SHRINE RHYTHMS

Different social groups among the Asantes often have specific drum rhythms associated with them . The rhythms typically played by religious associations at shrines are known among the Ashanti as “okomfo twene,” which literally means “okomfo drums.”

IDENTIFICATION OF SHRINE RHYTHMS

The set of traditional okomfo twene rhythms is dynamic. There is not an exact number of rhythms, and there are not any specific rhythms that are set in stone as the only traditional rhythms of okomfo twene. The master drummer at the shrine in Penteng explained that a shrine drummer will often learn rhythms which have been proven through time to be effective in calling the gods from his predecessors. But a drummer may also create new rhythms, which, if they are found to be effective, can be added to the repertoire of his shrine. He then explained that, during festival periods, okomfo and shrine drummers often visit other shrines and listen to the drumming. If they like a new rhythm they hear, the visiting okomfo and drummers may adopt the new rhythm, thereby spreading it throughout the region.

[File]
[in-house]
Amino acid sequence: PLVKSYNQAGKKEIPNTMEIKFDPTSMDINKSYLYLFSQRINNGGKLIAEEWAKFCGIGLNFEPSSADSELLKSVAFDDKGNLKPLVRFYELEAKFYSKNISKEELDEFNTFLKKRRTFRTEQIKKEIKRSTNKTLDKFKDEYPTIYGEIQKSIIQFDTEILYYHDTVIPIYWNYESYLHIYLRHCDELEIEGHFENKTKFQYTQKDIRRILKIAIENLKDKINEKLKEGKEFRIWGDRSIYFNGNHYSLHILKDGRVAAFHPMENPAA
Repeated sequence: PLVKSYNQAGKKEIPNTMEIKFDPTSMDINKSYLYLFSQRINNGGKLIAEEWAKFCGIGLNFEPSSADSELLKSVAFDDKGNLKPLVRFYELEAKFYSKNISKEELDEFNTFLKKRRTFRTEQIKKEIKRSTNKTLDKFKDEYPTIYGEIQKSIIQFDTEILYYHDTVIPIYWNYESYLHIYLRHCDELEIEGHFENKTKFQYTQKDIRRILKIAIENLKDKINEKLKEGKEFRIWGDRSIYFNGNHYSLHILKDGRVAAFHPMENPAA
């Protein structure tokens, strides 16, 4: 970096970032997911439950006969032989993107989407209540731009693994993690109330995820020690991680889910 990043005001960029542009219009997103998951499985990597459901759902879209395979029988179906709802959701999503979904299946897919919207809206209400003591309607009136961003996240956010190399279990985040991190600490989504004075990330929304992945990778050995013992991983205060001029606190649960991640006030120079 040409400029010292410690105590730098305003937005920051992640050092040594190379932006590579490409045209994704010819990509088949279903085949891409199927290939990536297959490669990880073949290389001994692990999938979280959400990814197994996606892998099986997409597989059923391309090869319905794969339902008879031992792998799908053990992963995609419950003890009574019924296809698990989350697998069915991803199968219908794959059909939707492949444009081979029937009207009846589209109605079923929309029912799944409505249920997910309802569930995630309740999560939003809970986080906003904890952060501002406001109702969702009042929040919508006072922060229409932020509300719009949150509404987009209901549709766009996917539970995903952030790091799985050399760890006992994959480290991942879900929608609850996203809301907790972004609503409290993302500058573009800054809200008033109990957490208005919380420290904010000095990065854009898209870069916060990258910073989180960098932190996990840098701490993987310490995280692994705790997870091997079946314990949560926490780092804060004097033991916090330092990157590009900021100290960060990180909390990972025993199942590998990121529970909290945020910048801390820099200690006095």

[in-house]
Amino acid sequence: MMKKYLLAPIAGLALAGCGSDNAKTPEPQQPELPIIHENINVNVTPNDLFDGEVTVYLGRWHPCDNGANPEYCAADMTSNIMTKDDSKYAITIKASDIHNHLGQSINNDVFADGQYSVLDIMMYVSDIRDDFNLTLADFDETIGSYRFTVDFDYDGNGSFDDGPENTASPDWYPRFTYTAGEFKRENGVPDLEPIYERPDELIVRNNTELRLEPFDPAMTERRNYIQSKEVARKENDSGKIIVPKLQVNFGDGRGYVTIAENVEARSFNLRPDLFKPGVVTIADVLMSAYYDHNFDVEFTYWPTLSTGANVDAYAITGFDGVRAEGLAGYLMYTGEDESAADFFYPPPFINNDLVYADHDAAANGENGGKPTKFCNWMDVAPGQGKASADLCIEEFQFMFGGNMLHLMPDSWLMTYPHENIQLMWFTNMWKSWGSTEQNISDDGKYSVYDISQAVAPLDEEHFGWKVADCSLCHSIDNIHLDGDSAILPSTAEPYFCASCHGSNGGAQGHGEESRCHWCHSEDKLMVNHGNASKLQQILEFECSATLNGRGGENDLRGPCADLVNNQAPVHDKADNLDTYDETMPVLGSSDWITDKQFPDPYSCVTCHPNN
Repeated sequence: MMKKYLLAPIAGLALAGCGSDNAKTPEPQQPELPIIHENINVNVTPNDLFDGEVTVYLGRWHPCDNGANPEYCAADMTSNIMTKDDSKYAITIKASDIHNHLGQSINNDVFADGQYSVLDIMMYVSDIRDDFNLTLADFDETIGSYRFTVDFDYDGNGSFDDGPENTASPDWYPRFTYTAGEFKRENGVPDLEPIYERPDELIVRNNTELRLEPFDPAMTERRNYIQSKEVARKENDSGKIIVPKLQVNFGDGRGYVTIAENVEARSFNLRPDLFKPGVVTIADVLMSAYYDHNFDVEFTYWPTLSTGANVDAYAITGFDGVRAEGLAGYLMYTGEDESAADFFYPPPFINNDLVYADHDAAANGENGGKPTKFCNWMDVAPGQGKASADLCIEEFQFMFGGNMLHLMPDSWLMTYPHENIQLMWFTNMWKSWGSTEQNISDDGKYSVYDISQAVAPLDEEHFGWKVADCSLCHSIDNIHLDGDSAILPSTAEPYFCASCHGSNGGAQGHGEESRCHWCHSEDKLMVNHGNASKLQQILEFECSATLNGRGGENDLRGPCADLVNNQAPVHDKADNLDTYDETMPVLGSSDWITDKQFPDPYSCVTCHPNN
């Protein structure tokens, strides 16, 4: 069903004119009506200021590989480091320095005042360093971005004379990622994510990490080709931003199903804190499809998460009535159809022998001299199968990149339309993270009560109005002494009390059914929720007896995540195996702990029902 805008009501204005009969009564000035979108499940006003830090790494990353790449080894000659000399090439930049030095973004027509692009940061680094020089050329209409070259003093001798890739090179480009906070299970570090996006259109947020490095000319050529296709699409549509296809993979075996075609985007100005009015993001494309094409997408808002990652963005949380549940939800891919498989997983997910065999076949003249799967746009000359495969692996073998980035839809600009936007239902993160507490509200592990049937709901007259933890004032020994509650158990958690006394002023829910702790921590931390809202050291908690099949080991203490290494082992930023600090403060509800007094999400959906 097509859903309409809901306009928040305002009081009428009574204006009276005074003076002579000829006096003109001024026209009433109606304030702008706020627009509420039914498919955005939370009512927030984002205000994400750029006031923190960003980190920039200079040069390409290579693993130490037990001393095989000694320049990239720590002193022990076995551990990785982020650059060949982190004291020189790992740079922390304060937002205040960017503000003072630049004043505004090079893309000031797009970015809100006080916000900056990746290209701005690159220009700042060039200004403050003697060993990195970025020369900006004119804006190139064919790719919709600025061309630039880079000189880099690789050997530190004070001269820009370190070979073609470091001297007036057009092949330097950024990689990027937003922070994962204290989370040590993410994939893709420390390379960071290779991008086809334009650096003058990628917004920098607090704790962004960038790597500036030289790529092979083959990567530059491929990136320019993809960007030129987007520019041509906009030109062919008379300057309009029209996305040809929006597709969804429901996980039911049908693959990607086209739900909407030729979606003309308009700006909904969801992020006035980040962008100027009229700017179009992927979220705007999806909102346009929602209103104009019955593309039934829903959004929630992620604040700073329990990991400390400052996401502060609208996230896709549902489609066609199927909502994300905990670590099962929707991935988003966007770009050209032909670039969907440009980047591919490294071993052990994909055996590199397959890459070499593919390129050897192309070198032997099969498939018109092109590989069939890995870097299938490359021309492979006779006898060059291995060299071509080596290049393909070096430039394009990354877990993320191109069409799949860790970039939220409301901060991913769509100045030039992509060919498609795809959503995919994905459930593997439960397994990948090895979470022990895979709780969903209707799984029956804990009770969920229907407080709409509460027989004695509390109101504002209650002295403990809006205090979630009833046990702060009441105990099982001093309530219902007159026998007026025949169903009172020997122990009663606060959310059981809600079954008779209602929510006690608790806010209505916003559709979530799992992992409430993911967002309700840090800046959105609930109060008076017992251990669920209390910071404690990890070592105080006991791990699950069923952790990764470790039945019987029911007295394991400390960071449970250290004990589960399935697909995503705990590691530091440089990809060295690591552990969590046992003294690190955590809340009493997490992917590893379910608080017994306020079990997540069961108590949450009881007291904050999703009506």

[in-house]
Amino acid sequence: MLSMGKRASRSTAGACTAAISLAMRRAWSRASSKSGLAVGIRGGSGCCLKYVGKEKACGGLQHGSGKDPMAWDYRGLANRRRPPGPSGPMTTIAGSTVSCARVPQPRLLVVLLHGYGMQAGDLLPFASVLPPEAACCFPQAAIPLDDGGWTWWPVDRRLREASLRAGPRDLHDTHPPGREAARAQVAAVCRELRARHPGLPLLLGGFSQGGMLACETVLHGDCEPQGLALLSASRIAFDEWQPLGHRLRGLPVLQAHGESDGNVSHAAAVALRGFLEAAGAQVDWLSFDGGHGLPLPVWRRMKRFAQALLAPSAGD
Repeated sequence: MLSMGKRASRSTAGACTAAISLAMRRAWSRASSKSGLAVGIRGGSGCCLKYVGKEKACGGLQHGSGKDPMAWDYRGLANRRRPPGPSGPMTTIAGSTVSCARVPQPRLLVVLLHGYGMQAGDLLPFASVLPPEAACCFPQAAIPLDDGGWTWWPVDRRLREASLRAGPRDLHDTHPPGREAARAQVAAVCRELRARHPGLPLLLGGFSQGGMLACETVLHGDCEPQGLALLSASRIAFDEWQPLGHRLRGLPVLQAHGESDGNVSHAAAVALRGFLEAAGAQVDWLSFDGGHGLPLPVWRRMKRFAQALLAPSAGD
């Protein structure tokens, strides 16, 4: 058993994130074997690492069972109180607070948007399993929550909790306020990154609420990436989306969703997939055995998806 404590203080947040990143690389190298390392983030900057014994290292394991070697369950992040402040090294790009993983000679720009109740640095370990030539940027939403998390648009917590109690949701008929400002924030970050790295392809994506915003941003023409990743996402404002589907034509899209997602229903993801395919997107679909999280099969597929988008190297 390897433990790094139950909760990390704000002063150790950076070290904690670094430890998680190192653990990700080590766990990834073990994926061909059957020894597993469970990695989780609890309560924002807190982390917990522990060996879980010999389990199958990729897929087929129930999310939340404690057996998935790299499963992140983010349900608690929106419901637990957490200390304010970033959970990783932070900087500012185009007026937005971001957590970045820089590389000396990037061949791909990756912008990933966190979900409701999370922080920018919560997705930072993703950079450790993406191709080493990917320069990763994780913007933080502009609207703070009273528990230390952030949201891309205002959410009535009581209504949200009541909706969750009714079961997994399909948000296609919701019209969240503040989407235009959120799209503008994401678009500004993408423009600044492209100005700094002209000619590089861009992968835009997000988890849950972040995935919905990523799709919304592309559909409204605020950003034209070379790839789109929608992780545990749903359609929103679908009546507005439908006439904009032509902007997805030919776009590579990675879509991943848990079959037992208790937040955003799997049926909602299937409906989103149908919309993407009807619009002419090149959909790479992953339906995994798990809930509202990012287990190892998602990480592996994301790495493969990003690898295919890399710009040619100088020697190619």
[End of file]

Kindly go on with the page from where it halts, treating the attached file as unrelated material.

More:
Because of this open-set format of okomfo twene, the shrine drumming is,   “remarkably varied in style and in the number of pieces that are played” . Although there is a wide range of possible okomfo twene rhythms, there are, nevertheless, a few rhythms that have persisted through the years because of their effectiveness in calling the gods. These rhythms could be considered the traditional okomfo twene rhythms of the Asante.